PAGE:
As part of the Hunter STEM Festival, the Hunter Regional F1inSchools final was held at The Forum at University of Newcastle. F1inSchools™ is the Worlds Largest Science, Technology, Engineering & Mathematics (STEM) Competition.
For the competition, students design, test and make miniature F1™ cars capable of speeds up to 80km/h.
F1inSchools™ is a holistic action learning program which focuses on developing long term employability skills. Students learn leadership, team building, project management, business planning, public speaking, marketing, collaboration, writing and presentation skills. The competition is open to all Secondary Students.
The competition was supported by Regional Development Australia Hunter's ME Program, Re-engineering Australia Foundation and The University of Newcastle.
Prof Tim Roberts from the Tom Farrell Institute was a judge at the competition again this year and said it was a "really great event".
Engagement activities like the F1inSchools™ program have been proven to have a lasting impact on student engagement in STEM and should lead to more young people entering into the STEM professions.
Sadly, in the Hunter, humans are not caring for their pets and are straining volunteer animal organisations trying to capture and rehome them. Ratepayers are funding council shelters, or RSPCA facilities, for their lost or abandoned pets. These shelters are now at capacity. The RSPCA website reported that during 2015-16 it received a staggering 137,329 animals, 45,256 Dogs, 55,570 Cats, and 7,262 Mice, Rabbits, Guinea Pigs, Birds, Fish, and Ferrets. This was an increase of 2.92% animals from the 133,495 in 2014-15. Shelters are a cruel way to despatch animals, but it is even crueller to release them to destroy native populations in the bush or waterways. This demands biosecurity measures that are costly, but critical because pests threaten agribusiness, fresh food, and drinking water. Rabbits create unstable and denuded landscapes and provide fast fuel for feral or domestic Cats, Dogs, and Foxes at the apex of the food chain, along with threatened native mammals, birds, and reptiles. Goldfish, Pearl Cichlid, and other aquarium species infest waterways to destroy native populations by predation, poisoning, pollution, and decay. Pests help spread exotic fungal, bacterial and virus infections to native species. The rate of extinction is 100 to 1,000 times faster than during pre-industrial times but our escaped feral pets are thriving. Poisoned baits of 1080 and Pindone, or viruses, are brutal but effective control methods over large areas. “Track, Neuter, and Release” TNR methods are not so effective. The solution for feral animal pests may lay with their natural predators, Aboriginal traditional hunting, or professional culling by firearm. We are still failing at the simple task of controlling our beloved pets to stop them slowly destabilising ecosystems, accelerating Climate Change impacts, and contributing to the potential collapse of our natural environment. To help track and report feral animals, use the smartphone app Feral Scan https://www.feralscan.org.au/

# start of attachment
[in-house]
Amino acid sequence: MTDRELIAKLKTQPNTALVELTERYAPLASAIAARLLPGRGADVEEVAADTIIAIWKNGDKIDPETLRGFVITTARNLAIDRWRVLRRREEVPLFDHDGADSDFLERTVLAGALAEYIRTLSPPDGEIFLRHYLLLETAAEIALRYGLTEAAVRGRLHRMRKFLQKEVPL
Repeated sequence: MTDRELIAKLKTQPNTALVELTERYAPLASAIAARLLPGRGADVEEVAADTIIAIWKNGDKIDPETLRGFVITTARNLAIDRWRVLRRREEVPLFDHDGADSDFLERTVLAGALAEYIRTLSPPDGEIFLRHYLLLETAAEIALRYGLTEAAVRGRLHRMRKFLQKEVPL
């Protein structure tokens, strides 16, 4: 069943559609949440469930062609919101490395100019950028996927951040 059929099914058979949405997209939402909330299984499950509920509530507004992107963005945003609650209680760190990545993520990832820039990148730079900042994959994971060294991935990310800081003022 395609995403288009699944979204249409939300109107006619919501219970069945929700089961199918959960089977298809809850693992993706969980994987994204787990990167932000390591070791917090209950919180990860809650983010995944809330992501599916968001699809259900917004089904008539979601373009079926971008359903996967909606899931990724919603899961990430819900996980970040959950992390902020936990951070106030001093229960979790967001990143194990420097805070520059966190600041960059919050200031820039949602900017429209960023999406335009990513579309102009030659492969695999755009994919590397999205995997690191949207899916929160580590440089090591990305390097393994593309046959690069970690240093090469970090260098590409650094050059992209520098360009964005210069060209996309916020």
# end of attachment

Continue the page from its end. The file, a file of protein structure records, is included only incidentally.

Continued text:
Originally published in Newcastle Herald on September 4 as "Flood of feral pets devastating ecosystems"
A beautiful spring day greeted The Tom Farrell Institute at the inaugural Newcastle Walking and Cycling Festival at Honeysuckle, Newcastle.
People were entertained by various musicians including a Ukulele Ensemble.
Cyclists were dressed in their finery following the popular Vintage Tweed Ride.
The event was supported by Newcastle Council through a Make Your Place grant, the Heart Foundation and the CycleSafe Network initiative.
Another story from the far west I discovered whilst whiling away the nine hours from Dubbo to Broken Hill. I learnt that there was a company at Warren, some 100 kilometres north west of Dubbo that had achieved world prestige for its technology used in recycling rubber tyres. A technology to replace the age-old processes of shredding, burning or burying old tyres. It is hard to get a solid estimate of the numbers of tyres that are disposed of each year, possibly one billion tonnes of tyres discarded globally each year, while across Australia but certainly the numbers are well in excess of 50 million per year, with only a small proportion being reused or recycled in some way.
Green Distillation Technologies have found a profitable way to recycle waste tyres through the process of controlled pyrolysis in the absence of oxygen and have set up a plant at Warren to do this. In 2015 GDT was awarded a bronze medal in the Edison Awards, the world’s top prize for innovation.
End of life tyres are loaded into a process chamber. No processing of the tyres, such as chopping or crumbing is required. The chamber is sealed and evacuated of air. Heat is applied, acting as a catalyst for the chemical reaction, and the tyres are decomposed into hydrocarbon vapour, which is condensed into oil, and carbon and steel wire that can be collected and used. At the end of its useful life one huge 3.5 tonne tyre from a mine site will yield up to 1500 litres of oil, 1.5 tonnes of carbon as well as steel reinforcing wire. The carbon black powder finds many uses including in plastics, rubber products and toners and printing inks. Throughout the process all emissions are captured which means another bonus for the environment.
Originally published in Newcastle Herald on August 28 as "Rubber meets the road in far west firm's tyre-less work"